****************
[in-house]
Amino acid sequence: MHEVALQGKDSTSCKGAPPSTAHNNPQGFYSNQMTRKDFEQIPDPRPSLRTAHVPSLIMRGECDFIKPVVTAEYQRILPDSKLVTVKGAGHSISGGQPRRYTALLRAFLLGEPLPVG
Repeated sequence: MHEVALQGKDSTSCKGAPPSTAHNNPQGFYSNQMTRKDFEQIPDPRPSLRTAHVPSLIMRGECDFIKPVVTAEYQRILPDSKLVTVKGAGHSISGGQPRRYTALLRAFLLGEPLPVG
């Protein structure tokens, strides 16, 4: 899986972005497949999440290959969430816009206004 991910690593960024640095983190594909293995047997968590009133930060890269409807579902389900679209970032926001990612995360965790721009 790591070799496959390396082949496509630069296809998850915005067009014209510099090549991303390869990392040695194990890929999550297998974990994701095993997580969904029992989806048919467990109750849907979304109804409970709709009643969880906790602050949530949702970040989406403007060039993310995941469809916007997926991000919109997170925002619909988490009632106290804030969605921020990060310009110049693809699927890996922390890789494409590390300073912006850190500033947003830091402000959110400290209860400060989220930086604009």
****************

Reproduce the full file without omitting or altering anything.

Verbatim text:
[in-house]
Amino acid sequence: MHEVALQGKDSTSCKGAPPSTAHNNPQGFYSNQMTRKDFEQIPDPRPSLRTAHVPSLIMRGECDFIKPVVTAEYQRILPDSKLVTVKGAGHSISGGQPRRYTALLRAFLLGEPLPVG
Repeated sequence: MHEVALQGKDSTSCKGAPPSTAHNNPQGFYSNQMTRKDFEQIPDPRPSLRTAHVPSLIMRGECDFIKPVVTAEYQRILPDSKLVTVKGAGHSISGGQPRRYTALLRAFLLGEPLPVG
């Protein structure tokens, strides 16, 4: 899986972005497949999440290959969430816009206004 991910690593960024640095983190594909293995047997968590009133930060890269409807579902389900679209970032926001990612995360965790721009 790591070799496959390396082949496509630069296809998850915005067009014209510099090549991303390869990392040695194990890929999550297998974990994701095993997580969904029992989806048919467990109750849907979304109804409970709709009643969880906790602050949530949702970040989406403007060039993310995941469809916007997926991000919109997170925002619909988490009632106290804030969605921020990060310009110049693809699927890996922390890789494409590390300073912006850190500033947003830091402000959110400290209860400060989220930086604009």